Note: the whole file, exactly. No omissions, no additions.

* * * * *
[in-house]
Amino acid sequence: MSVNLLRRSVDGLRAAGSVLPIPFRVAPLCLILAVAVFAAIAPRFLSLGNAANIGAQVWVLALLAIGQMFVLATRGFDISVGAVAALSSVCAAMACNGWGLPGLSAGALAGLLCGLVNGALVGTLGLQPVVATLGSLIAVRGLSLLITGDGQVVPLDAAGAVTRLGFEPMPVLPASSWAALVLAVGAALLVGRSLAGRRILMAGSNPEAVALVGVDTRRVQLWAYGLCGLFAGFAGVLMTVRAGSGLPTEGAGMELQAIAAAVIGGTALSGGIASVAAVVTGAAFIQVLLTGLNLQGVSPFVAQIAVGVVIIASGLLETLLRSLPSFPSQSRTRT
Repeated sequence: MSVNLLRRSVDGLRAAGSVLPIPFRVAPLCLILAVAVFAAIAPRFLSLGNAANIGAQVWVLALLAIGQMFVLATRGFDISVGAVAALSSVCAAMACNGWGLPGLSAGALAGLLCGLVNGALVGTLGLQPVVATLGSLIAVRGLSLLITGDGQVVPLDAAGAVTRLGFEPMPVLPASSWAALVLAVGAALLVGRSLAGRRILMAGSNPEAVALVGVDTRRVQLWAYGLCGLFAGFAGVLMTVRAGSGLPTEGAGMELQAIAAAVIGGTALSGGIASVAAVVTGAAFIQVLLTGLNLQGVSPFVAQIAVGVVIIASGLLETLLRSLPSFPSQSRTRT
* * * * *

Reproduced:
[in-house]
Amino acid sequence: MSVNLLRRSVDGLRAAGSVLPIPFRVAPLCLILAVAVFAAIAPRFLSLGNAANIGAQVWVLALLAIGQMFVLATRGFDISVGAVAALSSVCAAMACNGWGLPGLSAGALAGLLCGLVNGALVGTLGLQPVVATLGSLIAVRGLSLLITGDGQVVPLDAAGAVTRLGFEPMPVLPASSWAALVLAVGAALLVGRSLAGRRILMAGSNPEAVALVGVDTRRVQLWAYGLCGLFAGFAGVLMTVRAGSGLPTEGAGMELQAIAAAVIGGTALSGGIASVAAVVTGAAFIQVLLTGLNLQGVSPFVAQIAVGVVIIASGLLETLLRSLPSFPSQSRTRT
Repeated sequence: MSVNLLRRSVDGLRAAGSVLPIPFRVAPLCLILAVAVFAAIAPRFLSLGNAANIGAQVWVLALLAIGQMFVLATRGFDISVGAVAALSSVCAAMACNGWGLPGLSAGALAGLLCGLVNGALVGTLGLQPVVATLGSLIAVRGLSLLITGDGQVVPLDAAGAVTRLGFEPMPVLPASSWAALVLAVGAALLVGRSLAGRRILMAGSNPEAVALVGVDTRRVQLWAYGLCGLFAGFAGVLMTVRAGSGLPTEGAGMELQAIAAAVIGGTALSGGIASVAAVVTGAAFIQVLLTGLNLQGVSPFVAQIAVGVVIIASGLLETLLRSLPSFPSQSRTRT